The Rough Guide to Rock: Too Rough?
While wandering in the library I came upon a big, thick book on rock, The Rough Guide to Rock: The Definitive Guide to More Than 1,200 Artists and Bands (London: Rough Guides, 3rd ed. 2003). It was the third edition, revised in 2003 by general editor Peter Buckley. I might suggest the publisher open the project back up and try again. Usually the third time is the charm, but it’s going to need a fourth time to get it right, because it sure doesn’t have its facts straight, at least on Rush.
The entry, by Bruno MacDonald, a veteran music writer with more than a dozen rock books to his credit as writer, contributor or editor, including 1001 Songs You Must Hear Before You Die, says Rush signed to Mercury after Neil came on board and then “proceeded to record four albums in under two years—Rush (1973), Fly By Night (1975), Caress of Steel and 2112 (both 1976).” But this chronology is not correct.
Rush in late 1973 self-produced its first album, Rush, on its own Moon label. It was released in January 1974. And then, while John Rutsey was still with the band, in spring 1974, they signed to Mercury for two future albums. The contract was for $200,000, including a $75,000 advance.
John Rutsey left the band in the summer of 1974, right after they opened for ZZ Top and right before they were to start their first U.S.tour.
By the time Neil came on board, in mid-1974, the debut album had already been out for almost six months, although now it was being distributed by Phonogram, replacing London Records. So, to say the Mercury relationship came after Neil came on board is completely wrong.
He also says the first three albums sold poorly, but the original Moon debut album had virtually sold out its original run by the time Mercury signed Rush. Admittedly, the original run was tiny—3,500—but it was in large measure on the demonstrated strength of that record that Mercury was interested in the band. In 1995, one year before the first edition of the Rough Guide came out, the album had gone gold.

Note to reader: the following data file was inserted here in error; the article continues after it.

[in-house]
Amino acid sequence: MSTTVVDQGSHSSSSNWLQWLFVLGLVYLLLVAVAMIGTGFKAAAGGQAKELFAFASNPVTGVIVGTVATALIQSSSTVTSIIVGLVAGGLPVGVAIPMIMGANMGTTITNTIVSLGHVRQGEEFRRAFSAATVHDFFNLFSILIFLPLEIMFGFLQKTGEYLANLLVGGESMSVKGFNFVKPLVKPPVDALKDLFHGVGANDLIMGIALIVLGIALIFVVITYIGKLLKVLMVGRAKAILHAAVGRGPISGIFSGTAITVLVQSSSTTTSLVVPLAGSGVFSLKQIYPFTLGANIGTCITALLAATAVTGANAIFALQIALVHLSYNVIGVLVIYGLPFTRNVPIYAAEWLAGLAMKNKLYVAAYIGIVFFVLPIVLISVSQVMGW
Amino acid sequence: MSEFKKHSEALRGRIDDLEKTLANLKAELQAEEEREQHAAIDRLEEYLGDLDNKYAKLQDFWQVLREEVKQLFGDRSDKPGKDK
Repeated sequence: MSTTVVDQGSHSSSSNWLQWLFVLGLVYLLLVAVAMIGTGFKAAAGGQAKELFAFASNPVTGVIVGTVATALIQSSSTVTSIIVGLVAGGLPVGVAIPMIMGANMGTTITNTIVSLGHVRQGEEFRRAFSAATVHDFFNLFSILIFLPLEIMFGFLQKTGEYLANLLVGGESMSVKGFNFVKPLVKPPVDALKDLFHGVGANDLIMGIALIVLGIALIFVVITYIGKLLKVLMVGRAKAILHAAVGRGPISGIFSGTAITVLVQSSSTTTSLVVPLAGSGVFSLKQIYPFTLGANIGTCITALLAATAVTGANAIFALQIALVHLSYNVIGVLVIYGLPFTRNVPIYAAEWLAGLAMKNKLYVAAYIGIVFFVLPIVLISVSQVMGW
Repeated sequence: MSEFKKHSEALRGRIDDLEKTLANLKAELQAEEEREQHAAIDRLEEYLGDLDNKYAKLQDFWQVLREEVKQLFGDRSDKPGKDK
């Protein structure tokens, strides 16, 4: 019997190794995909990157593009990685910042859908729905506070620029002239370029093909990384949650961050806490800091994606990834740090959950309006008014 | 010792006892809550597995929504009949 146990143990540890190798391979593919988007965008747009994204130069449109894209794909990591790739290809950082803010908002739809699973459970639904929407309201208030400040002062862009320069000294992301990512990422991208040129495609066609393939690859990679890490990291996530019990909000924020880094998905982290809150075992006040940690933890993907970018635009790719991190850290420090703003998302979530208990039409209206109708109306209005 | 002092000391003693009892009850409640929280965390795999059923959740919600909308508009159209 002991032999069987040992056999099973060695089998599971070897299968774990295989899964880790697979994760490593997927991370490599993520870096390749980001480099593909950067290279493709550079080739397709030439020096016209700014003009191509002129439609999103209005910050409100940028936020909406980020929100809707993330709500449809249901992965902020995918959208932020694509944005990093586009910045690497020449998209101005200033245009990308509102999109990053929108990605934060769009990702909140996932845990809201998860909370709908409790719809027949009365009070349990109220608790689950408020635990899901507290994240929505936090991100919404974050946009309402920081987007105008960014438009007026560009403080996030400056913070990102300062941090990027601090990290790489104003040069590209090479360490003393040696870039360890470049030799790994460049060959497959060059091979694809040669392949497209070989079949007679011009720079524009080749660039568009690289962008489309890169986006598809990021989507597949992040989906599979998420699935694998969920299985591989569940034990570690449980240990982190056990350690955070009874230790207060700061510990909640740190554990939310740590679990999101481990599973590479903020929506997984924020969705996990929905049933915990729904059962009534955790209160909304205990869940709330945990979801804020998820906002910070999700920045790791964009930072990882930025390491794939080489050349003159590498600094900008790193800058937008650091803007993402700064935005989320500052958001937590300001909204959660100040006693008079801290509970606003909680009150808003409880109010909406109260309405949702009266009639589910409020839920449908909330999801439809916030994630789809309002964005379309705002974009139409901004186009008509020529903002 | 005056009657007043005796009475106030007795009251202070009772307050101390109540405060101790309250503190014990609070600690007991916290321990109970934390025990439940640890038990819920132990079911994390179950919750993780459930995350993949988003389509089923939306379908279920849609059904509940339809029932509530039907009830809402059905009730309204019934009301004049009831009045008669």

Fly by Night, the band’s first Mercury album, was produced in January 1975, also sold decently, reaching 50,000 sales relatively quickly and eventually going platinum. Caress of Steel, also produced in 1975, not 1976, was the poor seller, although it, too, eventually went gold.
MacDonald then says 2112, produced in 1976, “wasn’t a big seller either,” but I’m not sure what his definition of a good seller is. It sold 100,000 copies in its first week, in March 1976. By May, it had sold 160,000 copies and reached No. 61 on the U.S. charts. By February 1981, 15 years before the first edition of the Rough Guide came out, it had been certified platinum, the first Rush album to sell a million copies. Eventually, the album went triple platinum. Not a big seller?
The other point that seems misinformed is his contention that the albums started sounding alike after Moving Pictures and it wasn’t until they came out with Roll the Bones in 1991 and Counterparts in 1993 that they started sounding distinctive again. “[O]nly the cover art and the fall-off in Lifeson’s playing distinguished one release from another.”
It’s true Rush moved in a direction that some fans didn’t respond to in the mid- to late 1980s, but to say the albums all sounded alike strikes me as lazy writing, just the uncritical passing along of what was then conventional wisdom.
He then says Rush’s low point came in 1989 with its “lacklustre” live album A Show of Hands. But that album went gold in under two months. It was released on January 10, 1989, and was certified gold on March 9. Lackluster?
He sums up saying that, with the release of Vapor Trails in 2002, “they can now do whatever they like, whenever they like.”
It seems to me they were pretty much given complete artistic freedom after 2112. As Alex puts it in Contents Under Pressure (Toronto: ECW Press, 2004), “[T]hat really bought us our independence from everybody. After that, everybody left us alone to do what we thought was right.”
Bottom line, the entry seems sloppy, a rehash of the conventional wisdom that gets passed along from one reviewer to another. It doesn’t read like a considered look at the band’s contrbution to rock.
Come to think of it, maybe the publisher should just end the Rough Guide to Rock series at three editions. It might just be a bit too rough to put another edition out, if the Rush entry is any indication.—Rob Freedman, Rush Vault
The Rough Guide to Rock
The Definitive Guide to More Than 1,200 Artists and Bands, 3rd ed.
London: Rough Guides, 2003
$20.28 on Amazon